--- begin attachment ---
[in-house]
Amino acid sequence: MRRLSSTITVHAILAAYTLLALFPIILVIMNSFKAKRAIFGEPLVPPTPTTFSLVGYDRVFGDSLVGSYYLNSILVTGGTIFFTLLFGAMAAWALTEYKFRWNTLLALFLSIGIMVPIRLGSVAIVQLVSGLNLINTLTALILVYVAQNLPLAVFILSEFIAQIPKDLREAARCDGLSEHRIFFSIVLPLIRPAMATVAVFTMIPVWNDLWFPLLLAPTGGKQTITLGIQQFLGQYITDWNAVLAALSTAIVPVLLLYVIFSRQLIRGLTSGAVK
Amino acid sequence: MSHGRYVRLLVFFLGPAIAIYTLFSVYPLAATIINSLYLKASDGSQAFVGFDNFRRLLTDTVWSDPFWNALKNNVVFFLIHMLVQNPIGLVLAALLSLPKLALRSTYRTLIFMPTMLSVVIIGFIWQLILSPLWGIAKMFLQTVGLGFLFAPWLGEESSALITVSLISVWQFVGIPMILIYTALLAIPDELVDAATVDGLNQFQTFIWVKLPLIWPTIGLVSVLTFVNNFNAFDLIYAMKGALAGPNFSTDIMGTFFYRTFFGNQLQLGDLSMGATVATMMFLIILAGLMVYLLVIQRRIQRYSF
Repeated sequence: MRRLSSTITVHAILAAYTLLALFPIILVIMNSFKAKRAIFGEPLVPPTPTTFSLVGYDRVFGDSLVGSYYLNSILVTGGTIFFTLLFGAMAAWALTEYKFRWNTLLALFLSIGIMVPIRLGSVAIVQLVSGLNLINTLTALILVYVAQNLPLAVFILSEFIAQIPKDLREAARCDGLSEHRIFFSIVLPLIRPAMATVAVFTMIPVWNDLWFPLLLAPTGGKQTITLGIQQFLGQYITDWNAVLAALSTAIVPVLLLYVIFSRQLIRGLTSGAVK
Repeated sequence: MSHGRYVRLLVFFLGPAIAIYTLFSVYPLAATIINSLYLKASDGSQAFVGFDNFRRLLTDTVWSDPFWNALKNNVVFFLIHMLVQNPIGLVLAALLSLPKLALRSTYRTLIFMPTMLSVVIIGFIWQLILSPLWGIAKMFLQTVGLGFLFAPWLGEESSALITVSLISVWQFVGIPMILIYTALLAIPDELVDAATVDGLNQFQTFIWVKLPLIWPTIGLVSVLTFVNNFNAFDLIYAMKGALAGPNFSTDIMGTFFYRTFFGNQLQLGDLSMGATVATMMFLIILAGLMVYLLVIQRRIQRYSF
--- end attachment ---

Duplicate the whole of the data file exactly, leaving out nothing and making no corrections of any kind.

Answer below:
[in-house]
Amino acid sequence: MRRLSSTITVHAILAAYTLLALFPIILVIMNSFKAKRAIFGEPLVPPTPTTFSLVGYDRVFGDSLVGSYYLNSILVTGGTIFFTLLFGAMAAWALTEYKFRWNTLLALFLSIGIMVPIRLGSVAIVQLVSGLNLINTLTALILVYVAQNLPLAVFILSEFIAQIPKDLREAARCDGLSEHRIFFSIVLPLIRPAMATVAVFTMIPVWNDLWFPLLLAPTGGKQTITLGIQQFLGQYITDWNAVLAALSTAIVPVLLLYVIFSRQLIRGLTSGAVK
Amino acid sequence: MSHGRYVRLLVFFLGPAIAIYTLFSVYPLAATIINSLYLKASDGSQAFVGFDNFRRLLTDTVWSDPFWNALKNNVVFFLIHMLVQNPIGLVLAALLSLPKLALRSTYRTLIFMPTMLSVVIIGFIWQLILSPLWGIAKMFLQTVGLGFLFAPWLGEESSALITVSLISVWQFVGIPMILIYTALLAIPDELVDAATVDGLNQFQTFIWVKLPLIWPTIGLVSVLTFVNNFNAFDLIYAMKGALAGPNFSTDIMGTFFYRTFFGNQLQLGDLSMGATVATMMFLIILAGLMVYLLVIQRRIQRYSF
Repeated sequence: MRRLSSTITVHAILAAYTLLALFPIILVIMNSFKAKRAIFGEPLVPPTPTTFSLVGYDRVFGDSLVGSYYLNSILVTGGTIFFTLLFGAMAAWALTEYKFRWNTLLALFLSIGIMVPIRLGSVAIVQLVSGLNLINTLTALILVYVAQNLPLAVFILSEFIAQIPKDLREAARCDGLSEHRIFFSIVLPLIRPAMATVAVFTMIPVWNDLWFPLLLAPTGGKQTITLGIQQFLGQYITDWNAVLAALSTAIVPVLLLYVIFSRQLIRGLTSGAVK
Repeated sequence: MSHGRYVRLLVFFLGPAIAIYTLFSVYPLAATIINSLYLKASDGSQAFVGFDNFRRLLTDTVWSDPFWNALKNNVVFFLIHMLVQNPIGLVLAALLSLPKLALRSTYRTLIFMPTMLSVVIIGFIWQLILSPLWGIAKMFLQTVGLGFLFAPWLGEESSALITVSLISVWQFVGIPMILIYTALLAIPDELVDAATVDGLNQFQTFIWVKLPLIWPTIGLVSVLTFVNNFNAFDLIYAMKGALAGPNFSTDIMGTFFYRTFFGNQLQLGDLSMGATVATMMFLIILAGLMVYLLVIQRRIQRYSF